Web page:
Constructing a gas fireplace involves a number of technical and rigorous processes. For a part of the house intended to accommodate fire, it is important to make sure all safety measures are put in place.
One of the major components of a fireplace is the chase. A fireplace chase is a square or rectangular, narrow space that runs from the fireplace to the chimney on the roof.
When you look at the chimney at the top of your roof, you’ll find a square or rectangular wooden or concrete opening where the chimney pipe runs through- that is the chase. More often than not, insulation is done to keep things in check.
A fireplace chase does many things, from keeping your home warmer and reducing the risk of fire outbreaks, to properly housing the chimney pipe.
Most typical chases are built with wood, while some are constructed with concrete materials. Whatever the case insulating a gas fireplace chase is one-way homeowners try to prevent fire accidents or things like water coming in.
Whether it’s a reversed interior fireplace chase or an exterior chase, the question remains whether it should be insulated. If yes, how is a gas fireplace chase insulated?
Should Gas Fireplace Chase Be Insulated?
From experience, we realize that insulation is not exactly used in all fireplaces. The fire safety rating of a fireplace is often determined by the type of insulated metal flue pipe running through the chase.
Where this pipe is not properly insulated, extra chase insulation becomes necessary. A gas fireplace should be insulated to support other safety components like fire blocking, which can be done using OSB or ¾” thick plywood.
Another important reason why you should insulate your gas fireplace chase is if you live in a very cold region. In such cases, your chase may just act as a ventilation mechanism, allowing warm air to escape from within your home and letting in cold air.
By insulating the chase, you’ll be able to keep the chimney warm, reduce the buildup of creosote and even increase the draft. Just like the attic area, it becomes important to insulate the ceiling area of the chase to keep the warmth in and the cold out.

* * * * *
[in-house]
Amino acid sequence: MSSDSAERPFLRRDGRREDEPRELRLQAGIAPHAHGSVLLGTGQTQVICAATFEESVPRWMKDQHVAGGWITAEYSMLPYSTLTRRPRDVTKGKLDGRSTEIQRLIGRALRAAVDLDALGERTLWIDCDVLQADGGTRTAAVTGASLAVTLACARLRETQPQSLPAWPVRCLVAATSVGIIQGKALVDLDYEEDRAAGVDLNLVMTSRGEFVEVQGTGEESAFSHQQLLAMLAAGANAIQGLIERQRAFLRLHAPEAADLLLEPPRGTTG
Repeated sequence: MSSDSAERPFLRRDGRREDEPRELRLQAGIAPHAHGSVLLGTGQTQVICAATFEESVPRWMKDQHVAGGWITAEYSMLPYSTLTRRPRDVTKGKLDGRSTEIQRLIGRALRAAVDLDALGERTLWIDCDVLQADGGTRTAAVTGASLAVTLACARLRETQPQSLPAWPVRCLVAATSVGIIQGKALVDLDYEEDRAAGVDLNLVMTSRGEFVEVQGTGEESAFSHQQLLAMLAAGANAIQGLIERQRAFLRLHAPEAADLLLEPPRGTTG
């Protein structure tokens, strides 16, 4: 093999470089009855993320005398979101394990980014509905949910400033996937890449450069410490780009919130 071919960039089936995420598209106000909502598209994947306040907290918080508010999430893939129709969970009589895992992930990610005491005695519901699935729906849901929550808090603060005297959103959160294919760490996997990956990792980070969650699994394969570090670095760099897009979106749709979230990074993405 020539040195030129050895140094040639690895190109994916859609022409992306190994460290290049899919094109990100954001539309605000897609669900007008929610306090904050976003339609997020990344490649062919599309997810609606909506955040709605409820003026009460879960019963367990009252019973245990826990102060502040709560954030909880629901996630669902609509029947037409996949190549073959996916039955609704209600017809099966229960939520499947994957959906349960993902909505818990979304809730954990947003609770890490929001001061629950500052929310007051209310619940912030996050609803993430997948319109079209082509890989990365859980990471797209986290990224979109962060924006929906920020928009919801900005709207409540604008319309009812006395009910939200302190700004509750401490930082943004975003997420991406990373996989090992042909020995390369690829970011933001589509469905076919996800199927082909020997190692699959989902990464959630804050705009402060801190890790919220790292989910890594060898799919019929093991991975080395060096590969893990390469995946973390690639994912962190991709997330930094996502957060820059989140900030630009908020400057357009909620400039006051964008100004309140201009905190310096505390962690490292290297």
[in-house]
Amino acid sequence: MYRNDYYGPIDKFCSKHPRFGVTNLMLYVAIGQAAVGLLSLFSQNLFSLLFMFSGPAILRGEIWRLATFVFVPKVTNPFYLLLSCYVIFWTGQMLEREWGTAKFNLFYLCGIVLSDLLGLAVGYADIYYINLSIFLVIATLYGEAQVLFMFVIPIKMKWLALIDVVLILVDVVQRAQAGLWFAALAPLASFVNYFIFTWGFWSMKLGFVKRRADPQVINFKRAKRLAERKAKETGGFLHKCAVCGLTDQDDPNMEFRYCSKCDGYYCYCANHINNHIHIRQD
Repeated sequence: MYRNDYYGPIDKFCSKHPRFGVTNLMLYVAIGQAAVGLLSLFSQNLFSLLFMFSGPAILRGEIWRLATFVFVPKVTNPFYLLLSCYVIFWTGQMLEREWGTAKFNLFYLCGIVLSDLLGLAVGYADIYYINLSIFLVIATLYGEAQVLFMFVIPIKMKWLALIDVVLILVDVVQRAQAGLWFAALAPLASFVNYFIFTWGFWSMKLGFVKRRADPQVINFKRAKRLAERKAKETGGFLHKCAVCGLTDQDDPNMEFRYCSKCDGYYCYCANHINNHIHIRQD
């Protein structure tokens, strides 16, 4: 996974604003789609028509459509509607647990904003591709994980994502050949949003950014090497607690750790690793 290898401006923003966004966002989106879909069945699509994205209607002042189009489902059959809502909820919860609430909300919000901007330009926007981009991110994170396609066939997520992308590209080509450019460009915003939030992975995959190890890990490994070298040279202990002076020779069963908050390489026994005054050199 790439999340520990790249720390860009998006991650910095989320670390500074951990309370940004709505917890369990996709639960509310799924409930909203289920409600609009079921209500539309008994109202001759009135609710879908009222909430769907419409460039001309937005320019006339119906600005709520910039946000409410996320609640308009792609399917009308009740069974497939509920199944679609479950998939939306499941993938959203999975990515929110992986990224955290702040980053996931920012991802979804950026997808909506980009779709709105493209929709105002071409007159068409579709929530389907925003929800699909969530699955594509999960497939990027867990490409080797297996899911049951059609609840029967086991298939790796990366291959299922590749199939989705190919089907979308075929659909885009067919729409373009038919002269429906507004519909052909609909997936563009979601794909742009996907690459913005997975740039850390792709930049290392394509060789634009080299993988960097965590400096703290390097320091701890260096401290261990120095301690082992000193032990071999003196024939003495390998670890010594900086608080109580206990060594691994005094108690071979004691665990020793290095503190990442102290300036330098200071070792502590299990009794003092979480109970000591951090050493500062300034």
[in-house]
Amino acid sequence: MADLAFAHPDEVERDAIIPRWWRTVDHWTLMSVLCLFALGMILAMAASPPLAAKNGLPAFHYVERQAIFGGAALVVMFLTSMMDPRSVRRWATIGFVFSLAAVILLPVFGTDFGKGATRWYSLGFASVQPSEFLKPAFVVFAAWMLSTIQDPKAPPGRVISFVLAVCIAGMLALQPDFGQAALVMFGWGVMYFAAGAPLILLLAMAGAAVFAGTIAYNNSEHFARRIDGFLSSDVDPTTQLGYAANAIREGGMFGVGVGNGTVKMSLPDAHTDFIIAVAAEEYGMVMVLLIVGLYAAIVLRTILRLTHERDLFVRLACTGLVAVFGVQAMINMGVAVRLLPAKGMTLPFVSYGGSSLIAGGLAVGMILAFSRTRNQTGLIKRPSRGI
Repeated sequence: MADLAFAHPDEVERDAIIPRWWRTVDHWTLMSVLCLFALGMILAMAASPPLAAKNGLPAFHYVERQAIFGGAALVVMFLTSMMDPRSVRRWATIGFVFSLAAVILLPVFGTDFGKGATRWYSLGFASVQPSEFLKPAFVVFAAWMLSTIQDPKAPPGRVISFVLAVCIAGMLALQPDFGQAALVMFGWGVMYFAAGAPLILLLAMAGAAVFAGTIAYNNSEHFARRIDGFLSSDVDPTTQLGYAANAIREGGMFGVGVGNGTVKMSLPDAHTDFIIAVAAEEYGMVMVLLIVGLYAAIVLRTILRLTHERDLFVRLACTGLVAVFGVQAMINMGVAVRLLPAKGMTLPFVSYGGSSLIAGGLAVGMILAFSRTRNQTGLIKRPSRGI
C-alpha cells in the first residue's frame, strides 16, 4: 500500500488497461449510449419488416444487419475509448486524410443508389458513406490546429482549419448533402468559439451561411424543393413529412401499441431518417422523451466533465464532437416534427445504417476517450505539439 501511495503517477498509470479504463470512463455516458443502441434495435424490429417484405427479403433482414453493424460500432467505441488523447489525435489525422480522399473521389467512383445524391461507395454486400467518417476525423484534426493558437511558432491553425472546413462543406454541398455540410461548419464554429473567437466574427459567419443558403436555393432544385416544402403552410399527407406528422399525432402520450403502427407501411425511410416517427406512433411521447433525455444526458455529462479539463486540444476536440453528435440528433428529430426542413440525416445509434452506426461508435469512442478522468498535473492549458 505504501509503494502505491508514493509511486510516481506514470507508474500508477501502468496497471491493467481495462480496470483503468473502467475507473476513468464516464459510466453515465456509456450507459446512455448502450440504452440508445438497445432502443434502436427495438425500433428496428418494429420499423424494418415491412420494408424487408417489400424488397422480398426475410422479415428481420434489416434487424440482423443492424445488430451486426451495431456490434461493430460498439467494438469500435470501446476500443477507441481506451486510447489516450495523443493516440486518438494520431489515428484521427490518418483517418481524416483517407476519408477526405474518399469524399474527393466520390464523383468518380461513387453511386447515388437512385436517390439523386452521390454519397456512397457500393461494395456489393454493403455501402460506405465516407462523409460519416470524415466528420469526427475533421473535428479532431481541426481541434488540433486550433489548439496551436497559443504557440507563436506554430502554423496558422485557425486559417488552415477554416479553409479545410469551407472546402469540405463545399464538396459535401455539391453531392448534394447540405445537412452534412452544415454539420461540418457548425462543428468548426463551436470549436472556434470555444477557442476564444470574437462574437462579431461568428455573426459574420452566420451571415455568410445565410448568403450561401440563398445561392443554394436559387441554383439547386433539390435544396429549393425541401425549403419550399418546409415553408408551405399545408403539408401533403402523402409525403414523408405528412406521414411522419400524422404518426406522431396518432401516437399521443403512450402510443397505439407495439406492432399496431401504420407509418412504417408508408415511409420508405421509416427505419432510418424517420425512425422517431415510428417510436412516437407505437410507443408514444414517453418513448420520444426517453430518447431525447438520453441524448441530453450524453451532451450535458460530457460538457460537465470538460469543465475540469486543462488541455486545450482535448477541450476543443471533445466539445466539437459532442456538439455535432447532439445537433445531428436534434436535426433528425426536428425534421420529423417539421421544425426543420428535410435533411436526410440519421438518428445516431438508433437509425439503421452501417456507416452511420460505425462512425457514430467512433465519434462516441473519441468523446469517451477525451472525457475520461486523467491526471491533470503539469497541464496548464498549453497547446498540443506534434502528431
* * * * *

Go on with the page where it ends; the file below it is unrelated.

How To Insulate a Gas Fireplace Chase?
Before you set out to insulate your gas fireplace chase, you must be sure to consult relevant instructions.
- Firstly, ensure you’re complying with installation instructions put in place by the fireplace manufacturer.
- You must also comply with installation instructions that the metal chimney manufacturer provided.
- Be sure to ascertain if insulation contact is allowed or if air space or clearance should be maintained.
Generally, there may be quite a number of materials that most people use, including cellulose, straw, fiberglass, polyurethane, and polystyrene.
However, we’ll recommend mineral wool or batt because it is fire resistant. While you should strive to keep them in place and provide clearance from the chimney pipe, there won’t be the risk of fire in case they fall on the pipe.
The outside of the chase can be drywalled and insulated the same as the rest of the house. This should be enough to keep it warm. The inside is where the issue often becomes more serious.
Find below a simple process to insulate your gas fireplace chase. Let’s begin with the tools for the job.
To properly insulate your fireplace chase, you’ll need the following;
- Mineral Wool: This is the most preferred for chase insulation due to its fire resistance and airtight qualities. A good example is the Ceramic Fiber Blanket Fireproof Insulation by Geesic. It is fireproof up to 2400F, easy to cut and odor free.
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- Plywood: If not already done, plywood will be needed to fit the underside and outside of the chimney chase. This will also provide brackets for fitting the mineral wool.